Whenever I'm at a party, I like to see if there's hummus.
I like the texture. It doesn't seem really bulky, depending on who makes it. Nacho cheese dip for me is too thick and heavy for my tastes and French onion dip is sometimes too thick, but I like it more than cheese dip.
Hummus is made from chickpeas (aka garbanzo beans), garlic and ground-up sesame seeds called tahini. You can buy tahini at the store in the Middle Eastern aisle, or you can buy sesame seeds and grind them yourself.
Hummus started in the Middle East and is now so popular in the U.S. when you go to the store now there are lots of varieties. There's roasted garlic, red pepper, jalapeno and others. I prefer the more traditional hummus with chick peas and garlic.
It's easy to make if you have a food processor. We used canned beans instead of dried beans because it saves a good amount of time.
I like to eat hummus with tortilla chips, but that's not the traditional way. The traditional way is with pita chips. You can also eat with a variety of foods, like carrots, celery and red pepper.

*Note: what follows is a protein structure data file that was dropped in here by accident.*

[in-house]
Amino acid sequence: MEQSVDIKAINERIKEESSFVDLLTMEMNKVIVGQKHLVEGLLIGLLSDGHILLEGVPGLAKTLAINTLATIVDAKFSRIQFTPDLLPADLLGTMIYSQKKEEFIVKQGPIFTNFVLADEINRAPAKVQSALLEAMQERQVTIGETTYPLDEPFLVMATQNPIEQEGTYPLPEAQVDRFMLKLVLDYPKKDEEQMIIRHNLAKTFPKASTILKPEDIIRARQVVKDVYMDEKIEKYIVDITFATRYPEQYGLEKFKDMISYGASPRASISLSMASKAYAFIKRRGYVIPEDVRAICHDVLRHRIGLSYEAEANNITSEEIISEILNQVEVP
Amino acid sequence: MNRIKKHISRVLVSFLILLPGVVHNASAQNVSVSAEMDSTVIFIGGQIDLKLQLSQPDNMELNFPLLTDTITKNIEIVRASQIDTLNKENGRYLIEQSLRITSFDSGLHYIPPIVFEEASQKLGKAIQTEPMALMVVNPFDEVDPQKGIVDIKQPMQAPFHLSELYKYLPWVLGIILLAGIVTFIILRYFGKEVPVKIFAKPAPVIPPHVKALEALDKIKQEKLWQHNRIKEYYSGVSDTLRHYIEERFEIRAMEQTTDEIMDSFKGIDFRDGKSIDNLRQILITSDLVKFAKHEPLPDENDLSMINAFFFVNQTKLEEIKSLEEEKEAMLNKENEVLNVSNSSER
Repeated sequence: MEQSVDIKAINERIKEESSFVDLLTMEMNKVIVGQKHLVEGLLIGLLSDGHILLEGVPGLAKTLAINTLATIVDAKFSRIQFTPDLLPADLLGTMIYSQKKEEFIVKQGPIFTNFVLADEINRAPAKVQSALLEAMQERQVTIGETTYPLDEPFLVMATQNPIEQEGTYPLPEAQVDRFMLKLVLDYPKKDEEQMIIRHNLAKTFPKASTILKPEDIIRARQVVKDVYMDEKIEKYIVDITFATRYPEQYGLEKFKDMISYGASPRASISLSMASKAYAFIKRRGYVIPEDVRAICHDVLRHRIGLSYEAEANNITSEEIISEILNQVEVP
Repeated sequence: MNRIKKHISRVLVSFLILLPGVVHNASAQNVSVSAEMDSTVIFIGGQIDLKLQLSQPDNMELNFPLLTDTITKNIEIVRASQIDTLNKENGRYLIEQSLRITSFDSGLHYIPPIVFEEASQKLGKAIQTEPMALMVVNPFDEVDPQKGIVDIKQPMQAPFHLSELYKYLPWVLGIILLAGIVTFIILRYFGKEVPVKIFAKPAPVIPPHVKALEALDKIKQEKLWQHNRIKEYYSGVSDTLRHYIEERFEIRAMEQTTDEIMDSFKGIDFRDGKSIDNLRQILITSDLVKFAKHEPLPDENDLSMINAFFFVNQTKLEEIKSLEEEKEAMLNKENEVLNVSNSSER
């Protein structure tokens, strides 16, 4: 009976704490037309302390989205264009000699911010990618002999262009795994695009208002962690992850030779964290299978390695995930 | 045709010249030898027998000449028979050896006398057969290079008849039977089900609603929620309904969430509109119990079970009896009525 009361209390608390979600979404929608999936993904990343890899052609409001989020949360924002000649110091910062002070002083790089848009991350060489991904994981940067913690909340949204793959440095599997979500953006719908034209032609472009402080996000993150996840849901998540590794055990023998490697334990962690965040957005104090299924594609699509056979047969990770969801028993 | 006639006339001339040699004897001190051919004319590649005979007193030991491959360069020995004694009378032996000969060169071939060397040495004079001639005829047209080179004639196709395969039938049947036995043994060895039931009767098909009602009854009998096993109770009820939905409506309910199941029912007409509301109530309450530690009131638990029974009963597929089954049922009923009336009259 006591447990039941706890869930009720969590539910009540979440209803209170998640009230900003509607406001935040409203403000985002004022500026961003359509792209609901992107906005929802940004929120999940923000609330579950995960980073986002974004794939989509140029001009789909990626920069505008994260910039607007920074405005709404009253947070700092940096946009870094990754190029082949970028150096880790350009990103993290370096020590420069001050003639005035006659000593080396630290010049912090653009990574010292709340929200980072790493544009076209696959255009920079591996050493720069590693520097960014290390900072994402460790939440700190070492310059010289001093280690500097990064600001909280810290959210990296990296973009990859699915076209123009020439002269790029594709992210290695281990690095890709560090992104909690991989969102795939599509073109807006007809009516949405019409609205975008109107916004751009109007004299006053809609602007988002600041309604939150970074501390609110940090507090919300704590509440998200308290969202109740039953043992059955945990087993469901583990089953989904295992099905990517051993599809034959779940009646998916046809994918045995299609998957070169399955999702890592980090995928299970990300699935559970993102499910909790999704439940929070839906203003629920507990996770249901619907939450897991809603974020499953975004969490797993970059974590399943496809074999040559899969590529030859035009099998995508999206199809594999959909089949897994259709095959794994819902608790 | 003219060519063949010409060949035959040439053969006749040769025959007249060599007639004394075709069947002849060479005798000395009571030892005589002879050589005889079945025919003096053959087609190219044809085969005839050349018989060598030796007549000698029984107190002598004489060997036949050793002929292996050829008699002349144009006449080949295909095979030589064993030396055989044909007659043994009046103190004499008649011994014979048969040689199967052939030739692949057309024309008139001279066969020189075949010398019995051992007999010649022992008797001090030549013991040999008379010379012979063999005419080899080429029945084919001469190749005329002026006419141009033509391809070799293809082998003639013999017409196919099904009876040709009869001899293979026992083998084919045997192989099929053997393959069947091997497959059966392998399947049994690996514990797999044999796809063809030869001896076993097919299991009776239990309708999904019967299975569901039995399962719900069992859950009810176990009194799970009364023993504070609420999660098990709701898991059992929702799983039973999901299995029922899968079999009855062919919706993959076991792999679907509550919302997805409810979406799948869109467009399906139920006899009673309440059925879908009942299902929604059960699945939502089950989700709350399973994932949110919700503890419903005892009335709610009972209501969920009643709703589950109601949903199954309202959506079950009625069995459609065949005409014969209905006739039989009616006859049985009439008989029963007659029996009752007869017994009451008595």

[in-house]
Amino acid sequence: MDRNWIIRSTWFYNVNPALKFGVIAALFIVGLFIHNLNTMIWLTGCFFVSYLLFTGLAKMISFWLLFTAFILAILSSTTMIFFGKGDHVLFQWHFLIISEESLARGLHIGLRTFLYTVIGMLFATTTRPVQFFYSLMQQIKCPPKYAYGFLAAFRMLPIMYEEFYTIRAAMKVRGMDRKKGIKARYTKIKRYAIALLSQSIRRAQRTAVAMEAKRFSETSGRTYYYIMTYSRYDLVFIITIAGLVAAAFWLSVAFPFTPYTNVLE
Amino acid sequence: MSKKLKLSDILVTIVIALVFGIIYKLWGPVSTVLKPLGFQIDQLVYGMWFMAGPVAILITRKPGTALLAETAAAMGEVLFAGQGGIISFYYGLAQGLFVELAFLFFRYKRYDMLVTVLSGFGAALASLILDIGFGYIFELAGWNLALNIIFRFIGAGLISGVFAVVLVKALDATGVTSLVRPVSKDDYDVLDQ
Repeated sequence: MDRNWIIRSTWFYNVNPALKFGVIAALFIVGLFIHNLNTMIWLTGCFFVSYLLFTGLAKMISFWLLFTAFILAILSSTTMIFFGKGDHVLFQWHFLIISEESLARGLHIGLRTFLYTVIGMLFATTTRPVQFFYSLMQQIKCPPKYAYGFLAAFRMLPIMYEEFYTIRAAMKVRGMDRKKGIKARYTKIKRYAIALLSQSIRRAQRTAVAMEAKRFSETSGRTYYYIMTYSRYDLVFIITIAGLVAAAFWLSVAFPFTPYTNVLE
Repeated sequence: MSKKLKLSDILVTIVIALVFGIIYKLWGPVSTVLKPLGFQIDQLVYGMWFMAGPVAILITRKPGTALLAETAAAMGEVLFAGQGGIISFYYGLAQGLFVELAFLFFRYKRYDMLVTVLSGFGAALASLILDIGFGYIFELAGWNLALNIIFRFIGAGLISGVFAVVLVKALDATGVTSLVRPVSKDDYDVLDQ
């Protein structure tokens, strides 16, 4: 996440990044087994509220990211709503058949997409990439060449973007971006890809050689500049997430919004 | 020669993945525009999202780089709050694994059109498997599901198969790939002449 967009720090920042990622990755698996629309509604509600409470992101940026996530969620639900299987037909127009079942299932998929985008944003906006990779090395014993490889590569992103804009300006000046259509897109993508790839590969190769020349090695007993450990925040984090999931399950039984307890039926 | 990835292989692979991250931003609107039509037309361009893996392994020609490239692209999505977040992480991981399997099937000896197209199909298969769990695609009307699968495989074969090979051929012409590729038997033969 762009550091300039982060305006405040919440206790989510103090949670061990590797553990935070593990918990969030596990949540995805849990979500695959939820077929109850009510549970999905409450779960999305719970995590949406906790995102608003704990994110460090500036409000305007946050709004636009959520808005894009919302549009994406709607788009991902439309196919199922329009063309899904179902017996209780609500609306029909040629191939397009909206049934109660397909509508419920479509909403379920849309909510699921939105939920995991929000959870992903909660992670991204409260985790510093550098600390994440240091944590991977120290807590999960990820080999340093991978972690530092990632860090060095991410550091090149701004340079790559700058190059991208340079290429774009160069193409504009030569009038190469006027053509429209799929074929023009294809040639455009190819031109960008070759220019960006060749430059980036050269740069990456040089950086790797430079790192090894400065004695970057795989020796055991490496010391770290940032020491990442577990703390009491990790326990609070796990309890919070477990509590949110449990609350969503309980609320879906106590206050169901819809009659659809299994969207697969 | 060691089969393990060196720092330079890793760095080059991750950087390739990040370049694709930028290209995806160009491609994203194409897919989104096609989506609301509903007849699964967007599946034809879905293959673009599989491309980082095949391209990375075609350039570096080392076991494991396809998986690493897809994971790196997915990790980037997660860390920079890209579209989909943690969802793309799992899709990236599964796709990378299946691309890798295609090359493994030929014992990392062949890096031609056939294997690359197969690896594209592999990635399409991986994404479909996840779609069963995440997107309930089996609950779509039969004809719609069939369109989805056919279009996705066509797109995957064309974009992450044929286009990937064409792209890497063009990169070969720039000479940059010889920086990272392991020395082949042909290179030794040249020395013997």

A word from Mom: Hummus has been around for millennia and culinary historians point to the first published recipe in the 13th century. So what's behind its relatively sudden world-wide popularity?
Many people point to the Mediterranean Diet -- a food plan includes olive oil, Greek yogurt, fish and minimally processed food -- as one of the factors behind the spread's meteoric rise.
What's not to love about it? It's packed with protein, healthy fats and flavor. Besides eating hummus with chips and carrots, I enjoy it as a sandwich spread. It's yummy on toasted sesame bagels with alpha sprouts, or on whole grain bread with cucumber slices, roasted red peppers and feta cheese.
•Jerome Gabriel, an eighth-grader, has been helping in the kitchen since he could hold a spoon. His mom is Daily Herald Food Editor Deborah Pankey.